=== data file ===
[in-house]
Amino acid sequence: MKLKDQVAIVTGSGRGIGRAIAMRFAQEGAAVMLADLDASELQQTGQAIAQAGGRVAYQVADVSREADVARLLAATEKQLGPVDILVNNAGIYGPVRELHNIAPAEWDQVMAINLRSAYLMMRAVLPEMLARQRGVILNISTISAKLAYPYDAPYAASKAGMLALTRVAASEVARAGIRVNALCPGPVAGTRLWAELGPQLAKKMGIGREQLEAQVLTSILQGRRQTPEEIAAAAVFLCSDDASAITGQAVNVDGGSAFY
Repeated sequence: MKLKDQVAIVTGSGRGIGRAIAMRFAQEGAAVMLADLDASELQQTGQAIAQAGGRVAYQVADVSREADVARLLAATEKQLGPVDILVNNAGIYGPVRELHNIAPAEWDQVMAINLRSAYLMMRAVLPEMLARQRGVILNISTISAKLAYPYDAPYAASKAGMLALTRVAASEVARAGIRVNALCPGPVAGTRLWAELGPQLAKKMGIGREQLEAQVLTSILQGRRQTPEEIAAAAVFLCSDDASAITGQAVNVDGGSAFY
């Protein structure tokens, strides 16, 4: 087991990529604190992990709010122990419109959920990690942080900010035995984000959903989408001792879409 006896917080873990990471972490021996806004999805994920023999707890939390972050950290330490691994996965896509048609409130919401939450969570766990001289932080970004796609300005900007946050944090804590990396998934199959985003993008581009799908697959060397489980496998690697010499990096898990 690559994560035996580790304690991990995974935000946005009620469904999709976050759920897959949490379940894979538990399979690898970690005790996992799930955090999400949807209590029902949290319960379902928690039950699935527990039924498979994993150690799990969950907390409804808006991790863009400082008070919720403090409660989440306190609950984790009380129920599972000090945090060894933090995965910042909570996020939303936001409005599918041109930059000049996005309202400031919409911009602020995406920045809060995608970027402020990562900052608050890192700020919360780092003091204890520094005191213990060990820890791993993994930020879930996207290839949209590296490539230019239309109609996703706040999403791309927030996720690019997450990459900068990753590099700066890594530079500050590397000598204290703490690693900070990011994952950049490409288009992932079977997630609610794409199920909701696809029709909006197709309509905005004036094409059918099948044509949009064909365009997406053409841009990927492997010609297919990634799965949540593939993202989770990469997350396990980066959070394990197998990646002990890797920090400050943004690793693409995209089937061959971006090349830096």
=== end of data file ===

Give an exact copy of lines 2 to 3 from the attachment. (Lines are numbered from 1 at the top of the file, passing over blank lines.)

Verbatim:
Amino acid sequence: MKLKDQVAIVTGSGRGIGRAIAMRFAQEGAAVMLADLDASELQQTGQAIAQAGGRVAYQVADVSREADVARLLAATEKQLGPVDILVNNAGIYGPVRELHNIAPAEWDQVMAINLRSAYLMMRAVLPEMLARQRGVILNISTISAKLAYPYDAPYAASKAGMLALTRVAASEVARAGIRVNALCPGPVAGTRLWAELGPQLAKKMGIGREQLEAQVLTSILQGRRQTPEEIAAAAVFLCSDDASAITGQAVNVDGGSAFY
Repeated sequence: MKLKDQVAIVTGSGRGIGRAIAMRFAQEGAAVMLADLDASELQQTGQAIAQAGGRVAYQVADVSREADVARLLAATEKQLGPVDILVNNAGIYGPVRELHNIAPAEWDQVMAINLRSAYLMMRAVLPEMLARQRGVILNISTISAKLAYPYDAPYAASKAGMLALTRVAASEVARAGIRVNALCPGPVAGTRLWAELGPQLAKKMGIGREQLEAQVLTSILQGRRQTPEEIAAAAVFLCSDDASAITGQAVNVDGGSAFY